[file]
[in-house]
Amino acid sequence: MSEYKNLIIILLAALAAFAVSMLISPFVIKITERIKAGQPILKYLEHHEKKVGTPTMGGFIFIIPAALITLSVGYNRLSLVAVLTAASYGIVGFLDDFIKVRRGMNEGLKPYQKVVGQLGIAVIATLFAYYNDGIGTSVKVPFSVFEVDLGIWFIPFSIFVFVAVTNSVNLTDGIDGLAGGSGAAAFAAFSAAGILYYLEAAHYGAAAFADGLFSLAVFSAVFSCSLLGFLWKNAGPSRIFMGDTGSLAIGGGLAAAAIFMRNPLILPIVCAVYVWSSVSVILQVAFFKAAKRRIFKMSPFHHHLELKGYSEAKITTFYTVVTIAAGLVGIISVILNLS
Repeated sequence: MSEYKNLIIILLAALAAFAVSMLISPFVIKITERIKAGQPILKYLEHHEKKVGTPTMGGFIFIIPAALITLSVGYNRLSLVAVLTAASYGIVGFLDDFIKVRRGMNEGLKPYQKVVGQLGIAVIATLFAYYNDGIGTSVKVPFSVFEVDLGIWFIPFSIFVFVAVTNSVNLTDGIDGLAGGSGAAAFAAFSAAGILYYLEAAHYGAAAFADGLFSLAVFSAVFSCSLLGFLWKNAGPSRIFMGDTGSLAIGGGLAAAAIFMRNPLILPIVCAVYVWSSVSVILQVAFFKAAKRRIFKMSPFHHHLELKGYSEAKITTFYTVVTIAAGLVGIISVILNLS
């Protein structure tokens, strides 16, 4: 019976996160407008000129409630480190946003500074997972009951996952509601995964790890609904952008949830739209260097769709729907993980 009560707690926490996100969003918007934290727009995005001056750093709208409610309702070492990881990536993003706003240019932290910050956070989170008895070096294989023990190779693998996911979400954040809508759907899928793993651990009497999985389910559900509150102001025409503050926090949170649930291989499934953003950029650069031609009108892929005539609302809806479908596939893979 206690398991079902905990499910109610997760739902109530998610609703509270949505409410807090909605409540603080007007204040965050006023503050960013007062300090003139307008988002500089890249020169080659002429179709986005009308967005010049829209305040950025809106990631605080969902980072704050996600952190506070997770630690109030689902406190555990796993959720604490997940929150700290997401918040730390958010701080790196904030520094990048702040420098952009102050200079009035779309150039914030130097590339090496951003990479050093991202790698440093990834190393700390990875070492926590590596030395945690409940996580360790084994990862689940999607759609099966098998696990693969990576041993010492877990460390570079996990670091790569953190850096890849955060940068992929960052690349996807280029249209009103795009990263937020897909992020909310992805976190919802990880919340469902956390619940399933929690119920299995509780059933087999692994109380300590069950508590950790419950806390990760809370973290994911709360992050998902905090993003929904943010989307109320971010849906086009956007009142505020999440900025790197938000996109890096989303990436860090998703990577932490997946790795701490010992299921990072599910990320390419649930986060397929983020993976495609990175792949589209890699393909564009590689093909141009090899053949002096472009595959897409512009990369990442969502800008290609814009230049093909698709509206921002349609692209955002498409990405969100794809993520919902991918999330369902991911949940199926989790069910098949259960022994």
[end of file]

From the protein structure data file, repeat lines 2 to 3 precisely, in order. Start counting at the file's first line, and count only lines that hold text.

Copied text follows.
Amino acid sequence: MSEYKNLIIILLAALAAFAVSMLISPFVIKITERIKAGQPILKYLEHHEKKVGTPTMGGFIFIIPAALITLSVGYNRLSLVAVLTAASYGIVGFLDDFIKVRRGMNEGLKPYQKVVGQLGIAVIATLFAYYNDGIGTSVKVPFSVFEVDLGIWFIPFSIFVFVAVTNSVNLTDGIDGLAGGSGAAAFAAFSAAGILYYLEAAHYGAAAFADGLFSLAVFSAVFSCSLLGFLWKNAGPSRIFMGDTGSLAIGGGLAAAAIFMRNPLILPIVCAVYVWSSVSVILQVAFFKAAKRRIFKMSPFHHHLELKGYSEAKITTFYTVVTIAAGLVGIISVILNLS
Repeated sequence: MSEYKNLIIILLAALAAFAVSMLISPFVIKITERIKAGQPILKYLEHHEKKVGTPTMGGFIFIIPAALITLSVGYNRLSLVAVLTAASYGIVGFLDDFIKVRRGMNEGLKPYQKVVGQLGIAVIATLFAYYNDGIGTSVKVPFSVFEVDLGIWFIPFSIFVFVAVTNSVNLTDGIDGLAGGSGAAAFAAFSAAGILYYLEAAHYGAAAFADGLFSLAVFSAVFSCSLLGFLWKNAGPSRIFMGDTGSLAIGGGLAAAAIFMRNPLILPIVCAVYVWSSVSVILQVAFFKAAKRRIFKMSPFHHHLELKGYSEAKITTFYTVVTIAAGLVGIISVILNLS